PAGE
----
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Autovasp (By Dongwon Shin)

This is a quick guide on using Dongwon's autovasp tool, which requires as an input only a vasp.in file (as you'd use for ezvasp). autovasp generates all the other files necessary to run vasp, submits a job to the queue, and copies CONTCAR to POSCAR as necessary until the job converges. Then, autovasp sends you an email to let you know your job is complete.

Set up your vasp.in file. The vasp.in file contains the usual elements of vasp INCAR and POSCAR files. For some more details on these files, see Bryce's vasp quick-start guide. Here I'll assume you have a working vasp.in. The only additions you may need to make are:

[INCAR]
LWAVE  = .FALSE.
LCHARG = .FALSE.

These lines tell vasp not to save WAVECAR and CHGCAR files. These files tend to be bloated and unnecessary and make Dongwon's script unhappy.

Step 2

Open a new "screen" on the computer you will use to run your calculations (i.e., you should already have ssh'ed to that machine).
$ screen -S nameofscreen

This starts a new screen called nameofscreen. A screen looks like a normal shell prompt, but it stays open all the time so that you can close the shell window on your local computer without killing Dongwon's script. From within the screen, hitting <CTRL>+<A>, <CTRL>+<D> will detach you from the screen and return you to your normal prompt on the computer you're logged into.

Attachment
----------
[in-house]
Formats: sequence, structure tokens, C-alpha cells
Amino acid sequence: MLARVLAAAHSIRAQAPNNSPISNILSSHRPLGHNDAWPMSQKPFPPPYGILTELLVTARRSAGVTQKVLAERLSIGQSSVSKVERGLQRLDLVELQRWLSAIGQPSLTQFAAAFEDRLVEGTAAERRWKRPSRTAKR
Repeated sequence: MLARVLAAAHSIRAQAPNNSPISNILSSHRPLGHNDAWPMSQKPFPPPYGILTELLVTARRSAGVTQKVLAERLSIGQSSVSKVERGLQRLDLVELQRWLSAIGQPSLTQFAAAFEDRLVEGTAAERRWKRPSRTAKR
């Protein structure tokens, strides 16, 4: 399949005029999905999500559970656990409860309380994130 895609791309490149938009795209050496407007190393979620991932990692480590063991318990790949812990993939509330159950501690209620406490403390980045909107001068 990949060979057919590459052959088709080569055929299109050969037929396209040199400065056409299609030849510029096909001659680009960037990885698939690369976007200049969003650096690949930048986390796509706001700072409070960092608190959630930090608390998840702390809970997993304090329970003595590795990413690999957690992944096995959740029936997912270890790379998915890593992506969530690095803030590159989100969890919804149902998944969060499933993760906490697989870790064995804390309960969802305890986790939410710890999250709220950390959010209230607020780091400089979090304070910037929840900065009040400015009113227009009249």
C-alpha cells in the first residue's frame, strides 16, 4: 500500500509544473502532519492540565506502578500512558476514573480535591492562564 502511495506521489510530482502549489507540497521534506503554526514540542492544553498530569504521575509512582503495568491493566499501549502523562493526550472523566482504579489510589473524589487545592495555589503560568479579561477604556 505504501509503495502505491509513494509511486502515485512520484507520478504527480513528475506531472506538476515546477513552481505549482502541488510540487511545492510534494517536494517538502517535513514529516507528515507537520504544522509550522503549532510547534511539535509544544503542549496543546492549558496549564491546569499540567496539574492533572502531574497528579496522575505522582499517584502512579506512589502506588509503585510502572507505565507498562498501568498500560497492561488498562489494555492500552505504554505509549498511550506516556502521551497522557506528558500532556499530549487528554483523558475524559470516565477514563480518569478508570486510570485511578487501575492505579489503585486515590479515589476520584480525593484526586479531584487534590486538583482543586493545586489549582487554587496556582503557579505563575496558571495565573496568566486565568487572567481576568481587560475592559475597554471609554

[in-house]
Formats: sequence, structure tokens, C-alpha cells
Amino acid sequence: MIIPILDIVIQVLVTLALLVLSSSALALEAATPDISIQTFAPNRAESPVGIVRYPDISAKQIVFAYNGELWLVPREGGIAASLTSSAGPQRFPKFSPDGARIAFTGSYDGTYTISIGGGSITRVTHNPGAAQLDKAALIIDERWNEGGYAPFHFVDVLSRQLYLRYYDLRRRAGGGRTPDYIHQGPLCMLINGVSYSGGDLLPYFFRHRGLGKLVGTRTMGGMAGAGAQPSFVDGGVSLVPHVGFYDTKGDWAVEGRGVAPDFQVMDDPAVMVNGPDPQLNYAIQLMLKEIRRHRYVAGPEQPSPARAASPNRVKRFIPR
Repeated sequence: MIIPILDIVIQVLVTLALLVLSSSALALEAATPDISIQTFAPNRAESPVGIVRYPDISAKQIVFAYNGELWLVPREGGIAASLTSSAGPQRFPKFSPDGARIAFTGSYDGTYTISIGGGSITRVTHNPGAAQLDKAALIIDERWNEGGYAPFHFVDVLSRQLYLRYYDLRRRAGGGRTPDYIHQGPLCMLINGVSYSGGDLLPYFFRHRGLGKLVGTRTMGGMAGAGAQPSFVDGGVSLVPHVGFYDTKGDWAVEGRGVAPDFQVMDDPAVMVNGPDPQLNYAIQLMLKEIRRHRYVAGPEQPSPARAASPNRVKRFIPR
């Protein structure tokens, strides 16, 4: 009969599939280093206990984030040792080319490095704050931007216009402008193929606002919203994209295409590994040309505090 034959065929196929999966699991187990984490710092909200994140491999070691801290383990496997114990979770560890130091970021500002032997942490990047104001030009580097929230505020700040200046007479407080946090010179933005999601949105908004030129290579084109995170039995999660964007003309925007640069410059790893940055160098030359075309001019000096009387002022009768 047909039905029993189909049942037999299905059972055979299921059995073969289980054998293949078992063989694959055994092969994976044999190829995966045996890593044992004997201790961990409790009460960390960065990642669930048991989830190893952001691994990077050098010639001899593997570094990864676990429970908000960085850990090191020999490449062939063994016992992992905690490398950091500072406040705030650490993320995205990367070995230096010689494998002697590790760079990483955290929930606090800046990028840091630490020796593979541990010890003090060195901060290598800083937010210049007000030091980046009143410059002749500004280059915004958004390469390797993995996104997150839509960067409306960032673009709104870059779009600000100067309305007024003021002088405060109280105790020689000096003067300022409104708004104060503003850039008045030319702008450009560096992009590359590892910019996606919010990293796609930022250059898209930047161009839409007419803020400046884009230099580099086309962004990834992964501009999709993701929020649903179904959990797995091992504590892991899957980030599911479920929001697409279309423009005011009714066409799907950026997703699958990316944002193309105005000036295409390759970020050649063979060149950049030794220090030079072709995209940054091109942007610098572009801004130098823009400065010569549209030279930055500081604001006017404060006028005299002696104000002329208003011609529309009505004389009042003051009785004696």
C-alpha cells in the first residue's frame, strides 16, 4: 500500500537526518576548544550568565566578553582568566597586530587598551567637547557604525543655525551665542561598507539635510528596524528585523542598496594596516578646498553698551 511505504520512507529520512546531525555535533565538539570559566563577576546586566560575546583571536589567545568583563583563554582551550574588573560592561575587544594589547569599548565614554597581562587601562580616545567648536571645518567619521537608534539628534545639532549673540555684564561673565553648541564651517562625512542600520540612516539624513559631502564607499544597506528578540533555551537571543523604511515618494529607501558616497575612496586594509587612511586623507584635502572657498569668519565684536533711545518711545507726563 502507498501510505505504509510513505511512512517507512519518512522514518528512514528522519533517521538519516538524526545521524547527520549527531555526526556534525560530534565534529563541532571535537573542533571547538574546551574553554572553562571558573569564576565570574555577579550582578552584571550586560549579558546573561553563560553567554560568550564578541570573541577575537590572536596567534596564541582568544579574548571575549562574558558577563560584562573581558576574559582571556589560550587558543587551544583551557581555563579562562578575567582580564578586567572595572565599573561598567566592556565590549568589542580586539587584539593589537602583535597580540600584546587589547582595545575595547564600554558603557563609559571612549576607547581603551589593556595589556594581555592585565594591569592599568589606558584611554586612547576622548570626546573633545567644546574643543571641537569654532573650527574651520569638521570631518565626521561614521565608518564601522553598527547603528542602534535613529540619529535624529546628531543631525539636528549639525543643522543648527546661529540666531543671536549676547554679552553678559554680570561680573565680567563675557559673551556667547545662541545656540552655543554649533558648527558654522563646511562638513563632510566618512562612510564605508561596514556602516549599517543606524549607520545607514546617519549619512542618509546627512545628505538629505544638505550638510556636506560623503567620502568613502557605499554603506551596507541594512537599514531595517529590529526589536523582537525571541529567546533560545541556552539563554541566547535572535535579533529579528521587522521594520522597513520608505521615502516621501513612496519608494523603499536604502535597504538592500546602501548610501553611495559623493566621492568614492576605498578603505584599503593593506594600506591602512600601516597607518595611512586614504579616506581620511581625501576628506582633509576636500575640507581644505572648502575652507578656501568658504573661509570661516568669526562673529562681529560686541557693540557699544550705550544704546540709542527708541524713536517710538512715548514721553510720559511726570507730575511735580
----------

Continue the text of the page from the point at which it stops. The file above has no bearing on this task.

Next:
You can see your running screens by issuing
$ screen -ls

You can resume a screen session with
$ screen -r nameofscreen

To kill a screen you don't need anymore, type
$ exit
from within the screen.

Step 3

If it's your first time using autovasp, just run
$ autovasp

The script will tell you it's making a config file. Edit it
$ vi ~/.autovasp.rc

and put your desired email in the quotation marks.

Step 4

Now that we know all about screens, you're ready to run autovasp. From the directory containing your vasp.in, simply do
$ autovasp nameofjob numberofnodes cpuspernode walltime &

nameofjob is how you want the name of your job to appear in the computer's queue. numberofnodes is the number of nodes you want to dedicate to the job, cpuspernode is the number of CPUs you want to use on each node, and walltime is the number of hours you'd like to request for the job. On Victoria (which has 4 CPUs per node), an example would be
$ autovasp Al_fcc 2 4 3 &

That would run on 8 CPUs (two nodes) for 3 hours. On Encina, which has only one node, you would do something like
$ autovasp Al_fcc 2 3 &

to run on 2 CPUs for 3 hours. Of course, if you requested so many resources for a simple Al calculation, Dongwon would strike you down with the power of the Dark Side. So be wise about resource allocation.
When your job is done, you should receive an email letting you know! You will also receive an email in the event of any vasp errors. Happy computing!

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